[13] While the magnetocrystalline anisotropy energy of ideal monoclinic pyrrhotite is characterized by a purely sixfold symmetry in the basal plane [e.g., Martín-Hernández et al., 2008], our pyrrhotite samples are not ideal and therefore are best described by a uniaxial (twofold symmetry) anisotropy in the basal plane. We therefore modeled monoclinic pyrrhotite with uniaxial magnetocrystalline anisotropy in the basal plane. In this case, the expression for the magnetocrystalline anisotropy energy is given by Bin and Pauthenet [1963]:

display math

where ϑ′ is the angle of the magnetization with respect to the hard [001] direction and φ′ is the azimuthal angle of the magnetization projected onto the easy (001) plane, where φ′H = 0 defines the easy axis in the plane. The anisotropy model with purely sixfold symmetry in the basal plane will be dealt with in more detail in a separate paper. The room temperature magnetocrystalline anisotropy coefficients for monoclinic pyrrhotite are K4 = 32.2 × 105 J/m3, K3 = 1.18 × 105 1J/m3, K1 = 0.35 × 105 J/m3 [Bin and Pauthenet, 1963; Martín-Hernández et al., 2008]. These parameters were used as they appear to reflect typically real samples. We simulate equant particles because the shape anisotropy (Ms = 80 kA/m) is of minor importance compared to magnetocrystalline anisotropy for pyrrhotite.

4. Results and Discussion

4.1. Greigite

4.1.1. FMR Spectra at X-Band

[14] Room temperature X-band FMR spectra for selected greigite samples are presented inFigure 3 and FMR parameters are listed in Table 1. Pure synthetic greigite samples give rise to a single absorption line with maximum and minimum absorption peaks at ∼130 and ∼330 mT, respectively, with ΔBFWHM of around 200 mT (Figure 3a). The peak intensity of low-field absorption is consistently larger than that of the high-field peak. These synthetic samples have highgeff values (2.9–3.1), which is consistent with the expectation that MD assemblages typically have large geff values well above the free electron value of 2 [e.g., Weiss et al., 2004]. The spectra are asymmetric with A values larger than 1 (Table 1). The large geff, ΔB and Avalues can be explained by enhanced low-field absorption due to absorption in magnetic domains within MD particles in directions different to that of the applied field. The small nonzero absorption near zero field (Figure 3a) may also be a reflection of a MD effect. Compared to the pure synthetic greigite samples, the sedimentary greigite samples have different FMR spectra (Figure 3b): geff values are much reduced (2.02), linewidth is lower (∼180 mT) and A is less than 1 (0.7) (Table 1). The low-field peak intensity is also smaller than that of the high-field peak. The small absorption peak at ∼155 mT (Figure 3b) corresponds to a g value of 4.3, which is typical of paramagnetic high-spin Fe3+ in a low symmetry environment, such as in feldspars [Hofmeister and Rossman, 1984], and here is related to paramagnetic Fe3+ within the sediments [e.g., Kopp et al., 2006a].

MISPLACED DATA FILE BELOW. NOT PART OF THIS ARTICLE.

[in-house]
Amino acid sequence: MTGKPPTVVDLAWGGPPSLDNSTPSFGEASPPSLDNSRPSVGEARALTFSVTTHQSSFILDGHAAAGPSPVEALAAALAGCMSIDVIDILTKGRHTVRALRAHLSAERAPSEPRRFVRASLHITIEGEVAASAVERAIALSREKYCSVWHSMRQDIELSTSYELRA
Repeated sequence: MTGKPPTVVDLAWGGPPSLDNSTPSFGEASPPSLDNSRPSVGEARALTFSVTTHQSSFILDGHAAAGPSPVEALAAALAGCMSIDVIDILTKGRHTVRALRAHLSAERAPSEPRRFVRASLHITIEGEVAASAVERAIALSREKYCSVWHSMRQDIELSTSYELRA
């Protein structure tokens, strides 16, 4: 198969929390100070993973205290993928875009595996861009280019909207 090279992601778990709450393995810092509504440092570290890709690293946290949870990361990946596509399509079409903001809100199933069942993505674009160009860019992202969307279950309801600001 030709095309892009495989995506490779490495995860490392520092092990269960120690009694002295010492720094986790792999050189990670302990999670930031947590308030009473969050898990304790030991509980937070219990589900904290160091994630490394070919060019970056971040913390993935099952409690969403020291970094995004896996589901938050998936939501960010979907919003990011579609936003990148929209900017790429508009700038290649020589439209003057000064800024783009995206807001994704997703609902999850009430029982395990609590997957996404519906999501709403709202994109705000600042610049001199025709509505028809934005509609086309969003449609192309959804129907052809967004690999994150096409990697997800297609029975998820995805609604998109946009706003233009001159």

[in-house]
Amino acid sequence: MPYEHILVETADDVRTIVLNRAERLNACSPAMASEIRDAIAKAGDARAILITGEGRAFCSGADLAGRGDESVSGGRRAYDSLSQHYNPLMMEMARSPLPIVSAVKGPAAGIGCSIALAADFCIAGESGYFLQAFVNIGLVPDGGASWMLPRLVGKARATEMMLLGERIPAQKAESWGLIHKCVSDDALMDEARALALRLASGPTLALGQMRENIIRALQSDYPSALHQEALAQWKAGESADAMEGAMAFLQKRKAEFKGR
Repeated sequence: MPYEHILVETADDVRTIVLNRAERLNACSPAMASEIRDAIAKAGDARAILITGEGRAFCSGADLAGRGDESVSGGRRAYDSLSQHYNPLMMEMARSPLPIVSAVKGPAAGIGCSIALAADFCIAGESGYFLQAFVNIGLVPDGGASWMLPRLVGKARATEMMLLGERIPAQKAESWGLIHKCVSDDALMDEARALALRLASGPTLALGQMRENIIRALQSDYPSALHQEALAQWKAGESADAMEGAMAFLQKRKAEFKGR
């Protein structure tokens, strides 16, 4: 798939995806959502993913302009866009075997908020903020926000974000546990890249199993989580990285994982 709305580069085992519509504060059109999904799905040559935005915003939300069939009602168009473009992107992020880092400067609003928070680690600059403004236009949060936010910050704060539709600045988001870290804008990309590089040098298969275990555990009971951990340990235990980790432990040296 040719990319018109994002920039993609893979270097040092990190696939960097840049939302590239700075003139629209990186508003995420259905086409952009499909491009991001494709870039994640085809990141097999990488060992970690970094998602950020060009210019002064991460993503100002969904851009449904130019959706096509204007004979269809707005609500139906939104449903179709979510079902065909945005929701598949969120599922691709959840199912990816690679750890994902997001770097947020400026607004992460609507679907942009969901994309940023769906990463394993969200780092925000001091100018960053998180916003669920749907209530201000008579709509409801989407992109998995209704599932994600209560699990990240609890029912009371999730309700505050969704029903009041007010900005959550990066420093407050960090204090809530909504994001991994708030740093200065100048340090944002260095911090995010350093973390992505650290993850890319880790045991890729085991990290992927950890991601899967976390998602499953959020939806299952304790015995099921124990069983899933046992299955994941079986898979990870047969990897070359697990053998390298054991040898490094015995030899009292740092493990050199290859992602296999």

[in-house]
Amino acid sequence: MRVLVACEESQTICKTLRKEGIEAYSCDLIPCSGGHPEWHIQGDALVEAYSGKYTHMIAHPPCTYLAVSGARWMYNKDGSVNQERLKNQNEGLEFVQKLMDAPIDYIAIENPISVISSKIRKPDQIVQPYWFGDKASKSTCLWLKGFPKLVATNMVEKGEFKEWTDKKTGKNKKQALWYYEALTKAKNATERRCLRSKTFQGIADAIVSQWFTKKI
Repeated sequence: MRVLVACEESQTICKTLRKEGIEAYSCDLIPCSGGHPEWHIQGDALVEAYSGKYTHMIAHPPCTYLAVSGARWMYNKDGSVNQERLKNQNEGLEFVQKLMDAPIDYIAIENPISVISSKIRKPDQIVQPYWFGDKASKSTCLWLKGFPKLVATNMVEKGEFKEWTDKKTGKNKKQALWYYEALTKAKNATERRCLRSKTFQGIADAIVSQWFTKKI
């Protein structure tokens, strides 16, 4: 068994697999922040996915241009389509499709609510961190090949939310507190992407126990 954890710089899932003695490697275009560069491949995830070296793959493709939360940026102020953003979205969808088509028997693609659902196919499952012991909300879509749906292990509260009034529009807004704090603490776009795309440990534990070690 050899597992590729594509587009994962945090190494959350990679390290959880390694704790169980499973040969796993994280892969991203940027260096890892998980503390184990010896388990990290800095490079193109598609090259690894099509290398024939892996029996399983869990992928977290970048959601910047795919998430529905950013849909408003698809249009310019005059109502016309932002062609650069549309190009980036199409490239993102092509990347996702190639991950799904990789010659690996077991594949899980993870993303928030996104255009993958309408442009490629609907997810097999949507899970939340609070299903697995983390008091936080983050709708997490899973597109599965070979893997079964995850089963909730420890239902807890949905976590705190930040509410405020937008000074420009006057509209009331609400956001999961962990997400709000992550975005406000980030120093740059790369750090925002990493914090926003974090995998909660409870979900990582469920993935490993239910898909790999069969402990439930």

Figure 3.

Room temperature FMR spectra for selected greigite samples measured at (a and b) X-band and (c and d) Q-band. The small absorption near zero field for pure synthetic greigite samples at X-band (Figure 3a) may be caused by MD effects, which disappear at Q-band (Figure 3c). The small absorption peak indicated by the arrow at ∼160 mT in Figure 3b is due to absorption of paramagnetic Fe3+ ions within the sedimentary greigite sample.